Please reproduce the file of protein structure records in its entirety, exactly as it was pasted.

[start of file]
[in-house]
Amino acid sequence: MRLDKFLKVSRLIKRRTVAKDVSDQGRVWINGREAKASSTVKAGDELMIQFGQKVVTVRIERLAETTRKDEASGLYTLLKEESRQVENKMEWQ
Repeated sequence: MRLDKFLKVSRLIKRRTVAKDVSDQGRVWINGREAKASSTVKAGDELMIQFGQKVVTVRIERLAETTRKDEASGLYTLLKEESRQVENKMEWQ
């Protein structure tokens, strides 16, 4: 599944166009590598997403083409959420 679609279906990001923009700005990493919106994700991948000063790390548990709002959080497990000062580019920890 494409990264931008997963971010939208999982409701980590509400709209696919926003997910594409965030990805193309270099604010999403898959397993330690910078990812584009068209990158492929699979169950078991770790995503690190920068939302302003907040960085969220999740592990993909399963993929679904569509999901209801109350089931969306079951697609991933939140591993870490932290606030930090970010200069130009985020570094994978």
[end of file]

[in-house]
Amino acid sequence: MRLDKFLKVSRLIKRRTVAKDVSDQGRVWINGREAKASSTVKAGDELMIQFGQKVVTVRIERLAETTRKDEASGLYTLLKEESRQVENKMEWQ
Repeated sequence: MRLDKFLKVSRLIKRRTVAKDVSDQGRVWINGREAKASSTVKAGDELMIQFGQKVVTVRIERLAETTRKDEASGLYTLLKEESRQVENKMEWQ
């Protein structure tokens, strides 16, 4: 599944166009590598997403083409959420 679609279906990001923009700005990493919106994700991948000063790390548990709002959080497990000062580019920890 494409990264931008997963971010939208999982409701980590509400709209696919926003997910594409965030990805193309270099604010999403898959397993330690910078990812584009068209990158492929699979169950078991770790995503690190920068939302302003907040960085969220999740592990993909399963993929679904569509999901209801109350089931969306079951697609991933939140591993870490932290606030930090970010200069130009985020570094994978």